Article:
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Review: Animation and nonfiction explore war and memory in ‘Another Day of Life’

‘Another Day of Life’
Ryszard Kapuscinski, left, in the animated film “Another Day of Life.”
(GKids)

Arriving a decade after the battle-themed “Waltz With Bashir” opened eyes to the possibilities of mixing animation and nonfiction, the vividly realized Spanish/Polish/German/Belgian co-production “Another Day of Life” from directors Raúl de la Fuente, a Spanish documentarian, and Polish animator Damian Nenow takes a different look at war and memory, centered on the moment of Angola’s break from Portuguese colonialism and what would become a decades-long civil war.

The filmmakers’ source material is storied Polish journalist Ryszard Kapuscinski’s same-named memoir of his time in Angola in 1975 covering the flight, fight and fear that attended so momentous yet tension-filled a liberation. He memorably described the situation using the Portuguese word confusão — what he terms “a state of absolute disorientation” — and it’s his famously florid, surreal descriptions that are rendered in apocalyptic sequences of hallucinatory bloom by the animators. But they’re also described for us in modern-day filmed segments by a few of the surviving participants themselves, interviewed some 40 years after the country erupted over warring independence-minded factions, as well as made real for us through snippets of archival footage.

For the record:
10:20 AM, Sep. 16, 2019 This review miscredited some of the voice cast. John Hollingworth is the voice of Kapuscinski, Lula Suassuna is Commandante Farrusco and Celia Manuel is Carlotta.

The untetheredness starts right away with images of floating Telex letter keys as narration introduces us to the tireless Kapuscinski (voiced by Kerry Shale), newly dispatched to the capital city of Luanda. By that point a well-traveled chronicler of world unrest with a bias toward the struggles of the oppressed, Kapuscinski’s excitement at covering Angola’s messy liberation — a situation he favors even as it manifests as citywide anarchy — is matched only by cynical worry at the escalating, bloody internal power struggle. (The hard-boiled machismo in Shale’s gravelly narration is also pretty grating at first.)

With the U.S.S.R. and the U.S. choosing sides, Kapuscinski senses another proxy Cold War brewing. Hearing of a last stand situation at Angola’s southern border between a cadre of communist-aligned guerrillas and a lying-in-wait invasion from CIA-funded South African troops, he’s eager to make the dangerous trek to get the story. The prize would be an interview with the guerrillas’ leader, a Che Guevara-meets-Col. Kurtz type named Commandante Farrusco (Youssef Kerkour), a Portuguese paratrooper who switched sides.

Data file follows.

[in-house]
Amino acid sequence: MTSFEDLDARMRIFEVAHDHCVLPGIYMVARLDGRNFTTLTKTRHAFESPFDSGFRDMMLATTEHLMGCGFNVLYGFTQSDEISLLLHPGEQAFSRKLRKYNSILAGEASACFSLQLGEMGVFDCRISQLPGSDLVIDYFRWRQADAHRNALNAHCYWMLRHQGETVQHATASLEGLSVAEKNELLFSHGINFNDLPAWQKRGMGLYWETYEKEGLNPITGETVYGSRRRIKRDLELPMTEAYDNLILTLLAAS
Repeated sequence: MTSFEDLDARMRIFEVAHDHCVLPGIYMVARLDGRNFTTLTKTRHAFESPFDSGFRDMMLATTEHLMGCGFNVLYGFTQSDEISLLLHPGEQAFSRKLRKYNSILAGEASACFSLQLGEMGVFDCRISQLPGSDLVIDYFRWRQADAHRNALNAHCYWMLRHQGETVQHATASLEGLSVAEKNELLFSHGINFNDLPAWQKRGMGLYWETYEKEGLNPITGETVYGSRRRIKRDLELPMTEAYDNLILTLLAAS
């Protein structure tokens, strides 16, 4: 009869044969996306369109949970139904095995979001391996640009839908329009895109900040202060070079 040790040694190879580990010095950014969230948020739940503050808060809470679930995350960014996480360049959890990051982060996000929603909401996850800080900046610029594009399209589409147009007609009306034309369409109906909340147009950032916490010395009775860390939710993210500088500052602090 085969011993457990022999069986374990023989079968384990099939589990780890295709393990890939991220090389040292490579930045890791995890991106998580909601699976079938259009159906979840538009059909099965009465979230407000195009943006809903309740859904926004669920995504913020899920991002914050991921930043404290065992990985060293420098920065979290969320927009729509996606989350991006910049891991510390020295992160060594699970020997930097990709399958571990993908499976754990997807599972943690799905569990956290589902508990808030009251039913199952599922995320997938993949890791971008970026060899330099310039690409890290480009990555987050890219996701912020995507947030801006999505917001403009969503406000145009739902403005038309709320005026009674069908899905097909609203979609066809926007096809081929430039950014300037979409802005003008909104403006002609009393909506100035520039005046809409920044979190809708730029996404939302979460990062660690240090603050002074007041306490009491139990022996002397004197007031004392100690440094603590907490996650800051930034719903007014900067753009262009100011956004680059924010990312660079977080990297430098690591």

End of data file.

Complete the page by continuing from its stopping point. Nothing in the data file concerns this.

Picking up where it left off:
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Along the way, Kapuscinski and reporter colleague Artur (Daniel Flynn) witness both the conflict’s horror and hope. At one point their way is clogged with slaughtered Angolans, which triggers another of the film’s grimly stylized tableaux of hellish obliteration. They also come under fire from armed factionalists who, according to Artur, only need to hear one wrong word to start shooting. But their paths also cross with sharp-eyed, charismatic 19-year-old guerrilla named Carlotta (Lillie Flynn), who fights so that one day Angola’s children can stop living in abject terror and be free, peaceful students instead.

As hybrids go, “Another Day of Life” is a pungent crossbreed of the detailed and trippy, the smash-cuts to archival shots or present-day cinematography frequently as alarming as when the moodily shaded, motion-capture CG animation segues into those temporally fluid and disintegrative stretches in which weapons hover, landscapes mutate and bodies break apart. The artfully kaleidoscopic nightmare of a collapsed state has rarely been so imaginatively portrayed. The unintentionally awkward moments come from a few of the more overwrought voice-over performances, in conjunction with the often-pinched rendering of human faces.

It’s also unfortunate that a film ostensibly about the plight of Angolans is so dominated by figures of European descent. That uneven coloring is leavened by a fascinating moral dilemma at the end for a changed Kapuscinski, who’s presented with information that could shorten the war but kill the liberation, forcing a choice between his jettisoned impartiality and his reporter’s instinct. It makes “Another Day of Life” not just another war-is-hell story, but a powerfully thorny war-journalism-is-hell tale too.

'Another Day of Life'
Not rated

Running time: 1 hour, 25 minutes

Playing: Starts Sept. 13, Laemmle Glendale


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